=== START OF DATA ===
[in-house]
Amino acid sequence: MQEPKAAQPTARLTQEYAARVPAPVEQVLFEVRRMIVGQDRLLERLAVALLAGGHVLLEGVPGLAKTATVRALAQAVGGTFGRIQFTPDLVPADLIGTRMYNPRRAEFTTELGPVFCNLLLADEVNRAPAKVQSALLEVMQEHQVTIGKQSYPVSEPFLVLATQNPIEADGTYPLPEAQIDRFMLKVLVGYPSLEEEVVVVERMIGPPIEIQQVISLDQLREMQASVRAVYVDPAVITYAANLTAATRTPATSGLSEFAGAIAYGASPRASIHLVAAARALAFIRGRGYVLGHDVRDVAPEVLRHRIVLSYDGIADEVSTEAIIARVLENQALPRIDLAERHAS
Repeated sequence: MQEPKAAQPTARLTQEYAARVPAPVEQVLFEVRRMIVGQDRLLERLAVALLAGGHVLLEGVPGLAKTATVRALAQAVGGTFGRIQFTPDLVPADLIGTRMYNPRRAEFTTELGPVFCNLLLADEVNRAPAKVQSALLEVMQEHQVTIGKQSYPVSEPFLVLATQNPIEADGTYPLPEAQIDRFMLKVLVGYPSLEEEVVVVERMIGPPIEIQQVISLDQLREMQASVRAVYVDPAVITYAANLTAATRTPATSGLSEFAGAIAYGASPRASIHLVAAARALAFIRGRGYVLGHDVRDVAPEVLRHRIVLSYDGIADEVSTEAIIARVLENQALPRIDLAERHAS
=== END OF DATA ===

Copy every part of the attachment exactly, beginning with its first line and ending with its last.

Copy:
[in-house]
Amino acid sequence: MQEPKAAQPTARLTQEYAARVPAPVEQVLFEVRRMIVGQDRLLERLAVALLAGGHVLLEGVPGLAKTATVRALAQAVGGTFGRIQFTPDLVPADLIGTRMYNPRRAEFTTELGPVFCNLLLADEVNRAPAKVQSALLEVMQEHQVTIGKQSYPVSEPFLVLATQNPIEADGTYPLPEAQIDRFMLKVLVGYPSLEEEVVVVERMIGPPIEIQQVISLDQLREMQASVRAVYVDPAVITYAANLTAATRTPATSGLSEFAGAIAYGASPRASIHLVAAARALAFIRGRGYVLGHDVRDVAPEVLRHRIVLSYDGIADEVSTEAIIARVLENQALPRIDLAERHAS
Repeated sequence: MQEPKAAQPTARLTQEYAARVPAPVEQVLFEVRRMIVGQDRLLERLAVALLAGGHVLLEGVPGLAKTATVRALAQAVGGTFGRIQFTPDLVPADLIGTRMYNPRRAEFTTELGPVFCNLLLADEVNRAPAKVQSALLEVMQEHQVTIGKQSYPVSEPFLVLATQNPIEADGTYPLPEAQIDRFMLKVLVGYPSLEEEVVVVERMIGPPIEIQQVISLDQLREMQASVRAVYVDPAVITYAANLTAATRTPATSGLSEFAGAIAYGASPRASIHLVAAARALAFIRGRGYVLGHDVRDVAPEVLRHRIVLSYDGIADEVSTEAIIARVLENQALPRIDLAERHAS